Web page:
Microsoft disables MS-app installation protocol


Microsoft has once again disabled the MSIX MS app installer. This decision by Microsoft was made recently, as several malicious organizations began using it. The threat actors used the MS-app installation protocol to infect Windows systems with malware.

To bypass security measures that would normally protect Windows users from malware, attackers took advantage of Windows AppX Installer impersonation. vulnerability (CVE-2021-43890). Components such as the Defender SmartScreen anti-phishing and anti-malware component and built-in browser alerts warn users against downloading these .exe files.

Detailed information about MS-app installation protocol

Microsoft has investigated misuse of the App Installer by malicious actors. In response to these attacks, the tech giant has now disabled the MS-app installation protocol handler for its users by default.

Explain the operation of App Installer, Microsoft said“Since mid-November 2023, Microsoft Threat Intelligence has observed threat actors, including financially motivated actors like Storm-0569, Storm-1113, Sangria Tempest, and Storm-1674, using the Uniform URI (URI) scheme. Resource Identifier) ​​of the ms-app installer. (protocol) to distribute malware.”

The financially motivated hacking group Sangria Tempest (also known as FIN7) has previously been connected to REvil and Maze. Ransomware. These groups are known for their involvement in the now-defunct BlackMatter and DarkSide ransomware operations.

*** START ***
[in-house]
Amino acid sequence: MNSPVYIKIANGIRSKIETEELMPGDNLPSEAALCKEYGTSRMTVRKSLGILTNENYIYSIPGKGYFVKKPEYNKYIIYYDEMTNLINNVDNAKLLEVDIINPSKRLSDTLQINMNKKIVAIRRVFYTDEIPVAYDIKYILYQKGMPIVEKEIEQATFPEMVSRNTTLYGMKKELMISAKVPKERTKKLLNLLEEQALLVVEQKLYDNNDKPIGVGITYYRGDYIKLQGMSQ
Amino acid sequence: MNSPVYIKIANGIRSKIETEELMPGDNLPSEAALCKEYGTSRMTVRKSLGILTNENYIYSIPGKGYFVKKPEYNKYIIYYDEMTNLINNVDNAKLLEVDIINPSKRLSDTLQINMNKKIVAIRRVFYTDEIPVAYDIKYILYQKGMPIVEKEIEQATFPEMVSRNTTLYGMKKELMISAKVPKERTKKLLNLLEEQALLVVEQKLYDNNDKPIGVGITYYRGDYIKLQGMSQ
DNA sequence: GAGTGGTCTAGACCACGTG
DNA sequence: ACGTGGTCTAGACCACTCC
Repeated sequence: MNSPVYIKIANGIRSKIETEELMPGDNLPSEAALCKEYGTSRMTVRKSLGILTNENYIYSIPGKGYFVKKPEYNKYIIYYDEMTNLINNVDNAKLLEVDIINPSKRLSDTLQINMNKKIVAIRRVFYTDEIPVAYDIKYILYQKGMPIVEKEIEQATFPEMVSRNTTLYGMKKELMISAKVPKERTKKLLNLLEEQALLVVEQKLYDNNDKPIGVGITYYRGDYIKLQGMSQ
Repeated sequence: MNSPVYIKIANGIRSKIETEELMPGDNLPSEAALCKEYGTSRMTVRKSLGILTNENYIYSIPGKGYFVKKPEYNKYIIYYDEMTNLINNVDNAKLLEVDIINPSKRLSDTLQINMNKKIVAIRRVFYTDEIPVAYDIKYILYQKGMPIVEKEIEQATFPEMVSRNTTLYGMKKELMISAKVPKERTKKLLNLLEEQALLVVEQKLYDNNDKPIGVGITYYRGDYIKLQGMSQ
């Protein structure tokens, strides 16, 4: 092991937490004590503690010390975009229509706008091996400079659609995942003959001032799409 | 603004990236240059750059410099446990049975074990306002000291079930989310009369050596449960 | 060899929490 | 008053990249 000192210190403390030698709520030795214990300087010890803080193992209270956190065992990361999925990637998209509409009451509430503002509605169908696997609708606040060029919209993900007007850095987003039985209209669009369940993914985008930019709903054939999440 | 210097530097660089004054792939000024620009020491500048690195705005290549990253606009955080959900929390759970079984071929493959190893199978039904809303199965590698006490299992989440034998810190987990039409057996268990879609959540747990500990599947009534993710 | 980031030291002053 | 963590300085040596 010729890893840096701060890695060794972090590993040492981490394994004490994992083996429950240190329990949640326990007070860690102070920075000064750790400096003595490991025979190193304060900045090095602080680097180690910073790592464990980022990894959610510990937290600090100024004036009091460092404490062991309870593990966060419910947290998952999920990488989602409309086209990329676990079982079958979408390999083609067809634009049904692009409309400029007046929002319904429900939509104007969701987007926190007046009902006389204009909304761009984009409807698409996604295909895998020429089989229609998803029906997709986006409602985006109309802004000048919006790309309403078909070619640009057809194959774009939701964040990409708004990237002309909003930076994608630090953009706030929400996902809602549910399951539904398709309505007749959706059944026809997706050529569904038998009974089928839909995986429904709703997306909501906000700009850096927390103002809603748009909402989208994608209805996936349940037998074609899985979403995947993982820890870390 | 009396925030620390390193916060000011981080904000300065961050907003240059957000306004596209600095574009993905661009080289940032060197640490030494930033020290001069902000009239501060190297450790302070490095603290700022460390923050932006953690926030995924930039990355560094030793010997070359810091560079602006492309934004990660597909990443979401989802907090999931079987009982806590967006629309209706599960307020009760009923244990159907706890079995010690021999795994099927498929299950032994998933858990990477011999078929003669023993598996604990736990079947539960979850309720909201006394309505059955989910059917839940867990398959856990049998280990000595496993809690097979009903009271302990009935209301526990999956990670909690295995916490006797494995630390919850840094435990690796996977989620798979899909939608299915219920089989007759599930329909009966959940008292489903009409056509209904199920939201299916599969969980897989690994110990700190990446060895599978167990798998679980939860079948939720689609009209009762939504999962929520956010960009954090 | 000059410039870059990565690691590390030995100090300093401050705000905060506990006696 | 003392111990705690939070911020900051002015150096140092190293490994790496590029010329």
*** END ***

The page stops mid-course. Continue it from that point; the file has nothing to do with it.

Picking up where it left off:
The MS-app Installer Protocol Manager was being abused by malicious actors, who exploited it as a means of distribution. Ransomware via an access vector. Additionally, many scammers offer a malware kit for sale that exploits the MSIX file format and MS application installation protocol handler.

Spread of malicious files

MSIX application packages serve as a disguise for malicious files. These packages are signed and distributed via Microsoft Teams or as search engine malvertising on Google and other major search engines.

In similar cases in December 2021, Emotet pirate group deployed malicious Windows AppX Installer packages. These packages appeared as Adobe PDF apps to stealthily infiltrate Windows 10 and Windows 11 systems.

Additionally, malicious packages stored on Microsoft Azure using * URLs was used to spread the BazarLoader malware. This particular operation took advantage of the AppX Installer spoofing vulnerability.

In a bid to stop the Emotet attack, Microsoft had previously disabled the MS-app Installer Protocol Handler in February 2022. Microsoft Redmond Center also disabled the MS-app Installer Protocol Handler in February 2022. app earlier this month, as victims of these attacks may also be subject to ransomware.

Media Disclaimer: This report is based on internal and external research obtained through various means. The information provided is for reference purposes only and users take full responsibility for their reliance on it. The Cyber ​​Express assumes no responsibility for the accuracy or consequences of the use of this information.

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